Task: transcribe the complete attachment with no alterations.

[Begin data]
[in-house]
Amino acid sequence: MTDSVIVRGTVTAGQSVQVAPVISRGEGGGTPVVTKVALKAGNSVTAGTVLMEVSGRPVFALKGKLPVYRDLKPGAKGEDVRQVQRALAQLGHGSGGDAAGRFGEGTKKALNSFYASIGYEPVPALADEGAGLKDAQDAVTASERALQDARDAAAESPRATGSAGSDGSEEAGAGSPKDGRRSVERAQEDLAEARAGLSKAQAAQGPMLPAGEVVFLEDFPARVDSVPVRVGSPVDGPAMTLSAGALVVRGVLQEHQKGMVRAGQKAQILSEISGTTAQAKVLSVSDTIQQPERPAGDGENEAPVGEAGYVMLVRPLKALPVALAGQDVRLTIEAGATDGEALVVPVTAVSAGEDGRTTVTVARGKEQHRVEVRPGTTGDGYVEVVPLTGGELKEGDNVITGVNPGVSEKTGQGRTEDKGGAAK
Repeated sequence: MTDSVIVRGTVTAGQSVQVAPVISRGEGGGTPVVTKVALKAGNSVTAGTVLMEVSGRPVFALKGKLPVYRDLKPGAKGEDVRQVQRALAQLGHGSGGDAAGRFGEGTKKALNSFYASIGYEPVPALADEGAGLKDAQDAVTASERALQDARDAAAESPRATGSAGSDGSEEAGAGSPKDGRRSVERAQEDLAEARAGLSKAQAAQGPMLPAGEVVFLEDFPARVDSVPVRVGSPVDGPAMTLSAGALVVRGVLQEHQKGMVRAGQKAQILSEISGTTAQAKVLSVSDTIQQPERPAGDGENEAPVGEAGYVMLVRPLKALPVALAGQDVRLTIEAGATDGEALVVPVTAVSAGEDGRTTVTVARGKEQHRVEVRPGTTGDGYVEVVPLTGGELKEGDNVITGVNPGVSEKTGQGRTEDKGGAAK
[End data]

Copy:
[in-house]
Amino acid sequence: MTDSVIVRGTVTAGQSVQVAPVISRGEGGGTPVVTKVALKAGNSVTAGTVLMEVSGRPVFALKGKLPVYRDLKPGAKGEDVRQVQRALAQLGHGSGGDAAGRFGEGTKKALNSFYASIGYEPVPALADEGAGLKDAQDAVTASERALQDARDAAAESPRATGSAGSDGSEEAGAGSPKDGRRSVERAQEDLAEARAGLSKAQAAQGPMLPAGEVVFLEDFPARVDSVPVRVGSPVDGPAMTLSAGALVVRGVLQEHQKGMVRAGQKAQILSEISGTTAQAKVLSVSDTIQQPERPAGDGENEAPVGEAGYVMLVRPLKALPVALAGQDVRLTIEAGATDGEALVVPVTAVSAGEDGRTTVTVARGKEQHRVEVRPGTTGDGYVEVVPLTGGELKEGDNVITGVNPGVSEKTGQGRTEDKGGAAK
Repeated sequence: MTDSVIVRGTVTAGQSVQVAPVISRGEGGGTPVVTKVALKAGNSVTAGTVLMEVSGRPVFALKGKLPVYRDLKPGAKGEDVRQVQRALAQLGHGSGGDAAGRFGEGTKKALNSFYASIGYEPVPALADEGAGLKDAQDAVTASERALQDARDAAAESPRATGSAGSDGSEEAGAGSPKDGRRSVERAQEDLAEARAGLSKAQAAQGPMLPAGEVVFLEDFPARVDSVPVRVGSPVDGPAMTLSAGALVVRGVLQEHQKGMVRAGQKAQILSEISGTTAQAKVLSVSDTIQQPERPAGDGENEAPVGEAGYVMLVRPLKALPVALAGQDVRLTIEAGATDGEALVVPVTAVSAGEDGRTTVTVARGKEQHRVEVRPGTTGDGYVEVVPLTGGELKEGDNVITGVNPGVSEKTGQGRTEDKGGAAK